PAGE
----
We left in the dark Sunday morning. Traveling away from the heart of the world for our annual pilgrimage to the Old Mermaids Sanctuary. I had sung to the weather spirits and whispered to the mountains and the dragon of the hills for days ahead of time. Now we said goodbye to the house and the land and drove away.
We stopped every hour to change drivers. At one rest stop, a group of scrub oaks grew up tall and lithe and looked like a grove of dryads caught in the dance. We bowed to them.
Later we went up and over. The pass was clear. I pressed my hands against the window in thanks. When the White Mountain came partially into view—she wore clouds like a veil—we stopped the car and made offerings to the mountain and the weather spirits. The wind whipped the offerings away. And it was done.
We passed the dragon made visible and knew we were on our way. We waved.
We kept driving. The light on the distant hills was mesmerizing. Unlike anything we had seen on this journey in other years. Sweet light shafted the hills here and there, like giant spotlights, making the hills look like mountains, green and gold, never dull, never gray.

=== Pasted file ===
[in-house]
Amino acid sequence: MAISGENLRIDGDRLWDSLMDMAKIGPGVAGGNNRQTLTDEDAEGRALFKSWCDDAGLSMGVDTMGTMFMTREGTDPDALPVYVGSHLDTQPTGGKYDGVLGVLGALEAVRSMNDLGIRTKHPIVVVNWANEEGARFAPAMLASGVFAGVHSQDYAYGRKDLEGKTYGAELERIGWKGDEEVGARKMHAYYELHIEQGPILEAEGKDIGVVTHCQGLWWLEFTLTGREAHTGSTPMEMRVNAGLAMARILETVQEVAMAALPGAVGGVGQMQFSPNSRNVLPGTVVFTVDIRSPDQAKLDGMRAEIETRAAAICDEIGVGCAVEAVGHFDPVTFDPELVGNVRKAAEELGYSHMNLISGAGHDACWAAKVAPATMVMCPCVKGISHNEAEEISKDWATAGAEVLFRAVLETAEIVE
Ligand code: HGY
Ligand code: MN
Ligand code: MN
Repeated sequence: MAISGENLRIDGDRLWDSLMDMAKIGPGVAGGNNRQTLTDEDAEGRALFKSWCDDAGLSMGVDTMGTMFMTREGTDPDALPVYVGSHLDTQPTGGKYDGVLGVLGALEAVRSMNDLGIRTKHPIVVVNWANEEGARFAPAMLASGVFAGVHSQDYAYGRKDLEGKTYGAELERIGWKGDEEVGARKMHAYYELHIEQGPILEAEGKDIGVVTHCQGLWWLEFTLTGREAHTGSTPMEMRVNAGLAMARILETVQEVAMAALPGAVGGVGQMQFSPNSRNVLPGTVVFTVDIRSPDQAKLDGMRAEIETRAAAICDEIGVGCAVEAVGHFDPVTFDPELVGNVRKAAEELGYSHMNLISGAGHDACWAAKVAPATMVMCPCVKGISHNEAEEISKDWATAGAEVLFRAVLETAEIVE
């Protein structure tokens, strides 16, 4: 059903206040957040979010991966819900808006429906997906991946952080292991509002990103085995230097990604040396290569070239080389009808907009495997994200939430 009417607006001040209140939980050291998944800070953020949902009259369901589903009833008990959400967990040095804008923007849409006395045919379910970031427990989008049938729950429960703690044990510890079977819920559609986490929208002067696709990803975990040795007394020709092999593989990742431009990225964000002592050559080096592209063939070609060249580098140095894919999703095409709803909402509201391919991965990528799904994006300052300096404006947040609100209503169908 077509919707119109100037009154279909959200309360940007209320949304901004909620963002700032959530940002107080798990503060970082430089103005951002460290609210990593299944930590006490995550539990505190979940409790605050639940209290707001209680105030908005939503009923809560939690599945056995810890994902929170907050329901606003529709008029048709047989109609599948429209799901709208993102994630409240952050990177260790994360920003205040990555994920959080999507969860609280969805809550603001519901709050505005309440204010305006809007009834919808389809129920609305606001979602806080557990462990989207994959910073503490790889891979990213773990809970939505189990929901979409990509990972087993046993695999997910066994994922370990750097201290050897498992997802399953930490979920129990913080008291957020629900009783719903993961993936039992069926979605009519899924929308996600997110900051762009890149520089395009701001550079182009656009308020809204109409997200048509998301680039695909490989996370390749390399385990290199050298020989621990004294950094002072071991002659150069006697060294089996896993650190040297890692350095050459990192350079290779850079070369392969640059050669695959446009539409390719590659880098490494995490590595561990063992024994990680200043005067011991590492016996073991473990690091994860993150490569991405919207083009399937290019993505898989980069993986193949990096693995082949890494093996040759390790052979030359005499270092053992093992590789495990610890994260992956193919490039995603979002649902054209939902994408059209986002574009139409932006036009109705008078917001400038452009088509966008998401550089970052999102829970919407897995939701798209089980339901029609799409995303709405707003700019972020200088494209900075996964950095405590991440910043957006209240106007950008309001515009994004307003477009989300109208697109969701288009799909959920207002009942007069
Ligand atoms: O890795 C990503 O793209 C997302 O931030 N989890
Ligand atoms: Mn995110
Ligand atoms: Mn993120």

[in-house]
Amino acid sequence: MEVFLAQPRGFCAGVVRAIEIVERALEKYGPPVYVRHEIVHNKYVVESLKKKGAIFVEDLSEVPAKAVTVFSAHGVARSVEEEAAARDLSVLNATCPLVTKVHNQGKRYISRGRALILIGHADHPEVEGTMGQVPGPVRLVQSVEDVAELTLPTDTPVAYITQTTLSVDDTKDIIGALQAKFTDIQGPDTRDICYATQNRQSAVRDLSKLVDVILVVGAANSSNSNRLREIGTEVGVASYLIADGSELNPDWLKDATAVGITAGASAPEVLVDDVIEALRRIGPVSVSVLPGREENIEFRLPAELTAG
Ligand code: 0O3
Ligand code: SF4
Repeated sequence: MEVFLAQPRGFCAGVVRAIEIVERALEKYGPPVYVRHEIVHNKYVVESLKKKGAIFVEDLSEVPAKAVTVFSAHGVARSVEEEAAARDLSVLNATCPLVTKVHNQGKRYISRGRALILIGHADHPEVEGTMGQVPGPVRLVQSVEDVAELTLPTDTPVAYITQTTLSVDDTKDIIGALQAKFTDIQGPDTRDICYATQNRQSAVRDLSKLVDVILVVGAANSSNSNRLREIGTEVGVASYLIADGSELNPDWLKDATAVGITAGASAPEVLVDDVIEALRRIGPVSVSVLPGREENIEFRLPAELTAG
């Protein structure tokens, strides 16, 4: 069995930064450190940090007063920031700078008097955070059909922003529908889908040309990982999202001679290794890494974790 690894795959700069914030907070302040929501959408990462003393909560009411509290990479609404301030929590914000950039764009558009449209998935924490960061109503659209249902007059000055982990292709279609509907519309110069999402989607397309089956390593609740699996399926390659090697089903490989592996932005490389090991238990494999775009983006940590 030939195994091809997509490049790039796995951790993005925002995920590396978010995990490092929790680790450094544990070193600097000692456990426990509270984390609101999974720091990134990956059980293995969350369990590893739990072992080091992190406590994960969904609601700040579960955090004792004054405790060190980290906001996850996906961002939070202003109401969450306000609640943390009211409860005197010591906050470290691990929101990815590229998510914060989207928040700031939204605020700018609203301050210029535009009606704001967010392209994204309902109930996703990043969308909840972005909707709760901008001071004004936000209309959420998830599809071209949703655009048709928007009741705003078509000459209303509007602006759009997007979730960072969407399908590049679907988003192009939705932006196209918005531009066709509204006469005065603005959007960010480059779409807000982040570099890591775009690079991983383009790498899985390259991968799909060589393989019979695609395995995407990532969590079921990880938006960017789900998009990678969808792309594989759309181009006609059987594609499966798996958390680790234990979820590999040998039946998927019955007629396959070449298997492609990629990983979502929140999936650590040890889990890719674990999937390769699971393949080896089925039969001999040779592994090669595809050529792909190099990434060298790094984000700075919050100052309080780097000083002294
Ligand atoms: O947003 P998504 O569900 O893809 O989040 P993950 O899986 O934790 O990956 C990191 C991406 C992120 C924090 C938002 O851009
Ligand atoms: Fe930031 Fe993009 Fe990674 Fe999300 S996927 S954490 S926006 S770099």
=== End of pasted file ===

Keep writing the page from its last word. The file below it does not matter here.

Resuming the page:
When it wasn't raining, hawks perched on fence posts in the fields just beyond the highway. The hawks looked toward the road, waiting for some passing car to kill some passing creature. I loved the plump hawks immediately but was glad not to participate in their feeding this day.
We saw crows everywhere on our journey: individual crows picking at dead things on the pavement and flocks of crows rising up from the trees and fields. There they were, our ever present road companions, at every rest stop. In every field.
Redding was nondescript. In our hotel room, I got emails from my father. He seemed to be recovering. Wished I could do more.